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    CR, What temp. are you cooking your sugar syrup to? Basically, the hotter the syrup, the firmer your meringue...to a point. I'd go for somewhere around 250 degrees, if you're not already. And no, you can't use gelatin with that technique. It's way too hot, unfortunately.
     
  9. w.debord

    w.debord

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    A couple of thoughts....but probably not any real help (sorry).

    Kind of weird but I can't remember ever reading a recipe with 7 min. frosting where the frosting was in the middle. But lately I have seen a couple cakes with meringue in the middle and they do look good. I imediately laughed (to myself) about the food styling though.....it's pretty hard to slice a soft filling so cleanly....

    When I need a meringue to hold in a situation like this I use the powdered stuff, sorry. But it holds sooo well. Even freezes like ice cream....

    Another thought is baking it to solidify it more like a pie w/meringue. I'd try baking it on each layer, then assembling it. But it could dry out your cake.

    Or make it into a chiboust.....? That would definately work (but would it add too much calories for you?) and taste great.

    Cake and dried meringue layers works...if you have a fillling (glue) that you like.
     
  10. compassrose

    compassrose

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    What's a chiboust?

    So meringue powder would work? (Duh! of course it would!) What ratio would you use? And how prepare it, to make that sort of fluffy frosting? I make a sort of low-fat "buttercream" using meringue powder, so I have it around the house...

    I cook my syrup to 248°, wheak it right off and beat it in. I've been comparing recipes, though, and there's quite a difference. Lots of books say 238° (including Joy of Cooking); Berenbaum says if you go over 250° you'll cook the whites and wreck the meringue. Spice Cookbook and a couple of oldish cookbooks I've got say 250°. Regan Daley says in Sweet Kitchen that she doesn't beat the eggs to peaks, just a foam. Then she pours in syrup at 238° -- but what she describes as her result sounds quite different: she says it gets very very thick and sticky, and if left too long, hardens up too much to spread. Might try that and see what she means.

    Yes, I looooove those cakes with hard meringue in the middle. They're a whole different thing though. There was a coffee shop round here (which just closed -- unfortunately? Fortunately?) that served a wonderful cake called Caramel Crunch: disks of nut meringue with whipped cream and really thick caramel between the layers. Oo. I went there far too often. :lips: I want to try making a slightly less devastating clone of that one of these days, but I can't figure out the caramel yet; it's thick and sort of "fudgy" in texture, not like regular caramel sauce, but piped in scribbles anyway.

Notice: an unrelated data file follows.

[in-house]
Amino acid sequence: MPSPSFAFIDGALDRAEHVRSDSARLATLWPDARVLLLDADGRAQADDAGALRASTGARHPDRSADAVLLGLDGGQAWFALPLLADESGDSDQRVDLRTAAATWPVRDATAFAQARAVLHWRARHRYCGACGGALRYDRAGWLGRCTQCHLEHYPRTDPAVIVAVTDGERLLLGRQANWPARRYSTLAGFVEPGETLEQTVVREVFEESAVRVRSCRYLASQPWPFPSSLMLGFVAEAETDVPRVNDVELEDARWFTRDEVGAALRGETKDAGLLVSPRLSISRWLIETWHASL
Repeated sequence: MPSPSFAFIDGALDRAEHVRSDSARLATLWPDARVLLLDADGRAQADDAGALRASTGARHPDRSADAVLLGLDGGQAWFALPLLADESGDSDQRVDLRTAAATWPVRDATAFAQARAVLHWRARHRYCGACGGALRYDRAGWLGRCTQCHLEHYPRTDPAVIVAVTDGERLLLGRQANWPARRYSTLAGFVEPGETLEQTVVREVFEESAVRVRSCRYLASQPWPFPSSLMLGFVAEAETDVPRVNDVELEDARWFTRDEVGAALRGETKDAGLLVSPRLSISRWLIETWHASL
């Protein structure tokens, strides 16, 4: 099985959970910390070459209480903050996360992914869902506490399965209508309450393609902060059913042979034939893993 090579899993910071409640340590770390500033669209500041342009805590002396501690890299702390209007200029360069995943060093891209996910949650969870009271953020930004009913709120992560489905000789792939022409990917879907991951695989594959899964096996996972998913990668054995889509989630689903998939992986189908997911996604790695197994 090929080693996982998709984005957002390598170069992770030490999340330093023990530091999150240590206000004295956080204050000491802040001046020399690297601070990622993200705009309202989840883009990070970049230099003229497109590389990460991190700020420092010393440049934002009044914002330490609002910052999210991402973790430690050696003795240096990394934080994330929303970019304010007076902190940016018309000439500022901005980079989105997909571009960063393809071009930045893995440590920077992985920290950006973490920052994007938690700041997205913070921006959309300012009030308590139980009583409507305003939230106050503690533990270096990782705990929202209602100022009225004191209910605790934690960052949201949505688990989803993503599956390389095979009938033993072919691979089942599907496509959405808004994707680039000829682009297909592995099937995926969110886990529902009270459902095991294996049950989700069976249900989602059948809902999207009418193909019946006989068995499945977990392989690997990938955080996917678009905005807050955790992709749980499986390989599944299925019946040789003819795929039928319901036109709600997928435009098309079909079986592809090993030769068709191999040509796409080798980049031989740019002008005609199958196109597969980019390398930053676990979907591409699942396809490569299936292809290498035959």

11. w.debord

    w.debord

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    The meringue powder straight, not mixed with fresh whites. The stuff just doesn't melt out or down. I add xxxsugar to it while whipping (since it's not sweet on it's own). It doesn't do a whole lot for me on it's own (not that tastie), I usually am mixing it into something else for a better flavor (like a mousse).

    When I play with the sugar temp.s I haven't noticed temp. effect my meringue thickness as much as ratios. So long as the whites get cooked....
    But if you get it too hot the sugar sticks to your bowl and whisk too much, which if you scrap you bowl too much you get sugar lumps in your item.

    A chiboust is a curd or pastry cream with gelatin in it, then you fold meringue and set. Similar to a mousse but no whip cream. The gelatin holds the mixture so it's light, yet fairly stable. They freeze and refriderate rather well.

    As I recall everyone agrees that a baked fresh egg meringue holds best if it's placed on a hot item, then baked. When placed on a cold item then the meringue just cooks on the outside surface and eventually wilts down from the inside which never got cooked enough....hth
     
  12. compassrose

    compassrose

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    Aha! Chiboust, then, is what Alice Medrich calls "the new mousses" in her Chocolate & the Art of Low Fat Desserts! Then I have made some already. (Plus flubbed one completely, too.)
     
  13. w.debord

    w.debord

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    How durable....I make a lemon chiboust and brulee it...yummy.

    Soooo then, do one of those "new mousses"( so she calls them) in your cakes. You can sub in meringue mix using equal weights in place of fresh. Then get really creative....maybe a carmel chiboust, apple, anise, orange curd, etc............ you could make some fab. cake and chiboust combos! Layer them in a ring, freeze to set, defrost, garnish and serve. You can make them into frozen cakes replacing the ice cream in tons of recipes.

    The hardest part in knowing how much gelatin to add to your base. But were here to help if need be.........
     
  14. compassrose

    compassrose

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    That was how I flubbed my first one: changing size of recipe AND subbing agar for gelatine. Nothing like overambition, is there? (I wonder why I can't seem to find a nice, consistent chart or something for using agar? Maybe because it is not always standard?) It was good frozen, though. Or so I'm told. My husband and a bunch of his friends ate the whole thing.

    I think I know now what the "caramel" is in that caramel cake. I bought a nifty little "real" Mexican cookbook on the weekend, and I was reading it last night — from the 'fifties, written in Spanish and English, extremely interesting. Think it's Dulce de Leche, or something similar. I didn't recognise it without all the Haagen-Dazs yogourt around it... :D
     
  15. isa

    isa

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    You can buy dulce de leche in jars in either South American grocery or in some gourmet shop.


    You can make it yourself by placing an unopened can of evaporated milk in a pot of boiling water. You let the can cook for a few hours.

    Be warn it can be dangerous, I read that the can of milk can blow up.
     
  16. annie

    annie

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    So far, it hasn't exploded OR erupted for me - but I wait until it's really really cold to open the can. Hot caramel in teh eye, oh my!:eek: :eek: